As a passionate and accomplished minister, Zac Goldsmith’s resignation is a loss to the government and a blow to its environmental credentials.
For four years, he advocated effectively for nature and climate on Whitehall, helping drive the government’s ambitious environmental agenda, which voters backed overwhelmingly in the 2019 general election.
He helped secure a bigger share of the aid budget for climate and nature projects. On the world stage, his tireless diplomatic work was instrumental in securing major new global deals to halt biodiversity decline, end deforestation, tackle climate change, and conserve the marine environment.
His reasons for leaving will add to the concern felt by voters, civil society groups, and other nations that responding to climate change and nature’s decline is no longer a top priority for the government.
While this may not be a fair conclusion – and it is very welcome the government continues to forge ahead with major initiatives like the Energy Bill and Environmental Land Management schemes – it signals a growing green problem that the Prime Minister can’t ignore.
Successive Conservative governments have prioritised environmental leadership, from David Cameron’s pledge to form the greenest government ever, to Boris Johnson’s 2019 manifesto, where net zero by 2050 stood alongside getting Brexit done.
This has largely paid off for the party, earning the trust of voters increasingly concerned about the environment, delivering tangible policy successes such as the fastest decarbonisation rate in the G7, and providing the foundations for many new friendships abroad post-Brexit.
With over a decade of increasingly ambitious Conservative environmental leadership – albeit not without missteps at times – the Prime Minister’s decision not to include it in his five priorities sent an unintended but worrying signal that these issues are on the back burner.
Of course, there are other pressing problems like rising inflation, sluggish economic growth, and the long post-pandemic NHS waiting lists that voters want to see tackled.
But the environment remains a top five issue for Conservative voters too. It also contrasts unfavourably with the inclusion of clean energy among Sir Keir Starmer’s five missions.
Dismissing the issues Goldsmith raised in his resignation letter would be a mistake. His decision to leave government does follow the Privilege Committee’s decision to name him as one of ten Conservative parliamentarians for putting “improper pressure” on its investigation into Boris Johnson.
However, the reasons given speak to sincere concerns about the government’s environmental commitments, and they merit a serious response.
Last year’s tumultuous political year, during which concerning signals were sent about key green policies, damaged the Conservative Party’s environmental brand. Rishi Sunak deserves significant credit for coming into Downing Street and reaffirming the party’s manifesto commitments.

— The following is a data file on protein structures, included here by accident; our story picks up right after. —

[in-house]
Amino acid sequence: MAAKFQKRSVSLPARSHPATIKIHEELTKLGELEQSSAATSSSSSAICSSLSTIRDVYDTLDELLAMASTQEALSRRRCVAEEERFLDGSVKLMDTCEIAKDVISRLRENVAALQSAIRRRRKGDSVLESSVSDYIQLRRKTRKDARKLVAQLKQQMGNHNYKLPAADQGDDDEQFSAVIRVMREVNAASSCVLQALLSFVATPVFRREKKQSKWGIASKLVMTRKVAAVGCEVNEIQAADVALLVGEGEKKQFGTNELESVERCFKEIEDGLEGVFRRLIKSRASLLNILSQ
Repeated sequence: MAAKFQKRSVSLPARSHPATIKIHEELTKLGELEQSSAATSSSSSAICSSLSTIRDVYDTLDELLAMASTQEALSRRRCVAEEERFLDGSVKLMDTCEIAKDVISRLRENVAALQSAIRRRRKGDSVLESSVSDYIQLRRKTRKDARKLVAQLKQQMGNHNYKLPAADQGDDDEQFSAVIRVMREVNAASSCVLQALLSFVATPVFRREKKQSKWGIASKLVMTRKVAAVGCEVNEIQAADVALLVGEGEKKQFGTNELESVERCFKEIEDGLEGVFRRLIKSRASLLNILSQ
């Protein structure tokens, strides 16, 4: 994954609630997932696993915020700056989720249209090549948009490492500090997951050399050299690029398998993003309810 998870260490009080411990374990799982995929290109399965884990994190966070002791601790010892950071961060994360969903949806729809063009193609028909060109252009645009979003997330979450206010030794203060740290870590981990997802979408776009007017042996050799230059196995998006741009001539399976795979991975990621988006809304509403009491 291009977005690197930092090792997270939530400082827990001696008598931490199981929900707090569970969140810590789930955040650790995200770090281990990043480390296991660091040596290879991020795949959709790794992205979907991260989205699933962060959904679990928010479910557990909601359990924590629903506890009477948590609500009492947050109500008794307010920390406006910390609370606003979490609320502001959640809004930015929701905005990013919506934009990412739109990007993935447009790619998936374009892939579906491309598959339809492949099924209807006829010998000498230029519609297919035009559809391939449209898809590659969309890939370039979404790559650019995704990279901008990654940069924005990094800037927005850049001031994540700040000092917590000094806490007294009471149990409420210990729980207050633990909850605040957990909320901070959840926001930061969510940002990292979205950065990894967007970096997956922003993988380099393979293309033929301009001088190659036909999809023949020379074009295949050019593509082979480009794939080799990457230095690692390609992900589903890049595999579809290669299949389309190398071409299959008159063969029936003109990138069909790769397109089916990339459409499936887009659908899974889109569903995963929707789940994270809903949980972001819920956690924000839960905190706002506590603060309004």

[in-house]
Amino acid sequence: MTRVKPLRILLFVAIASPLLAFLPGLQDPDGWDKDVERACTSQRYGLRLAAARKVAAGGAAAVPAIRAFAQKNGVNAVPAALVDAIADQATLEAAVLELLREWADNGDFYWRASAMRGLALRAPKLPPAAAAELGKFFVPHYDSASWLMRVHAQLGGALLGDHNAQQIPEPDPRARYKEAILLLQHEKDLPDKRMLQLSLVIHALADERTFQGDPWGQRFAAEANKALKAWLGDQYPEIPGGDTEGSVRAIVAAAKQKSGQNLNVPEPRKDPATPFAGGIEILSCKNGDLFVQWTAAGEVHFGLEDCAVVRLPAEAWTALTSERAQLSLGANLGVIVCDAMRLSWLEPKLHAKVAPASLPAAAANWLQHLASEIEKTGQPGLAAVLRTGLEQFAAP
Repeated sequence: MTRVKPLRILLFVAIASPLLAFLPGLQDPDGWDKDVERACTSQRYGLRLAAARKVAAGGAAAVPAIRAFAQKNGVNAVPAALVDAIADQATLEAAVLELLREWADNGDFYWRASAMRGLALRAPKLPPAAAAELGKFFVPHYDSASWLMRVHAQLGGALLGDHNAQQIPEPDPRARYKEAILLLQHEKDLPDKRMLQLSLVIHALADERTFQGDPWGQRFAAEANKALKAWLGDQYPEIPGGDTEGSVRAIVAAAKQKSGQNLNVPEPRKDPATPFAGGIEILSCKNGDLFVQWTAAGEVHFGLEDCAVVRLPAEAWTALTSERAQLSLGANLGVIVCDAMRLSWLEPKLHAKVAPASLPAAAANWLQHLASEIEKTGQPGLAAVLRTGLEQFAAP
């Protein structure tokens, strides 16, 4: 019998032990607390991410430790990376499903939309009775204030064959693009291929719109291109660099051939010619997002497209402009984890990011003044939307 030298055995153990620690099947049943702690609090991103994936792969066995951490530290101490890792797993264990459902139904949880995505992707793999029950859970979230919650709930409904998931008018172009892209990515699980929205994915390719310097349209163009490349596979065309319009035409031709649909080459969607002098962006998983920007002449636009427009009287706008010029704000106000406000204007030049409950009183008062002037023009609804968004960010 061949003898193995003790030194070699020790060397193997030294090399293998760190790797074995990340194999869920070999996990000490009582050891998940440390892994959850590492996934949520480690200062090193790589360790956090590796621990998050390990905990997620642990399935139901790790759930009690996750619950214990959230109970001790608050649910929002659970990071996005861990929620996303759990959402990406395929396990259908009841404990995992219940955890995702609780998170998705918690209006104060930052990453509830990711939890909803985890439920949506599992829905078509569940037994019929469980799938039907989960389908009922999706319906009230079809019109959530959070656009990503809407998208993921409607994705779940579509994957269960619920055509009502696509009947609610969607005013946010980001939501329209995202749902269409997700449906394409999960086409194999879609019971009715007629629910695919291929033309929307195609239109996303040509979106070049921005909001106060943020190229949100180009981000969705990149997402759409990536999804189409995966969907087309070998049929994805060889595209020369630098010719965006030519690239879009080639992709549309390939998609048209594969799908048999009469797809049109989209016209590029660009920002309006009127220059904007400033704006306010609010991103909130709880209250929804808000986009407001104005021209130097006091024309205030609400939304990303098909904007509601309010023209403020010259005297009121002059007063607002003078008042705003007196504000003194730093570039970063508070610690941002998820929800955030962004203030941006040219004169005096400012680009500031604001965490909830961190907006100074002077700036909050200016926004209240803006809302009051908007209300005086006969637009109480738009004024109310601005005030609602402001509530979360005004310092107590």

But he missed the opportunity to restore the party’s reputation with the inclusion of the environment among his five priorities.
There is an overwhelming political case for championing the environment. There is little electoral risk from anti-net zero Reform UK candidates, who won only six seats at the last local elections. But there is a growing risk from the 60 per cent of Conservative voters who say the environment is an important consideration in how they vote.
The Prime Minister can retain their trust by championing and building on the Conservative Party’s environmental leadership. As Chancellor, he introduced world-leading measures on green finance, including mandating banks to disclose climate-related risks to their investments and publish net zero transition plans. These policies will be vital to leveraging the private investment we need to meet our environmental goals.
Now, the Government he leads has quietly been making progress on climate and nature, from reforming Ofgem’s remit to include net zero, helping to accelerate renewables deployment, to its recent Plan for Water, which adopted many policies from a group of Conservative Environment Network (CEN) MPs.
But as this week’s report from the Climate Change Committee shows, there remain gaps in policy, from the block on onshore wind and poor levels of home energy efficiency, to slow tree planting rates, and lack of response to the Inflation Reduction Act. As the impacts of climate change and nature loss become ever more visible, the Government can’t afford to rest on its laurels.
While Goldsmith has resigned, many ministers who are equally passionate about the environment remain. In fact, 41 former members of the CEN’s backbench parliamentary caucus are now in government. The Conservative Party and environmentalism are very much still entwined.
Putting the environment back firmly among the Government’s top priorities is a necessary step to win voters’ trust.
First published by ConservativeHome. Sam Hall is the Director of the Conservative Environment Network.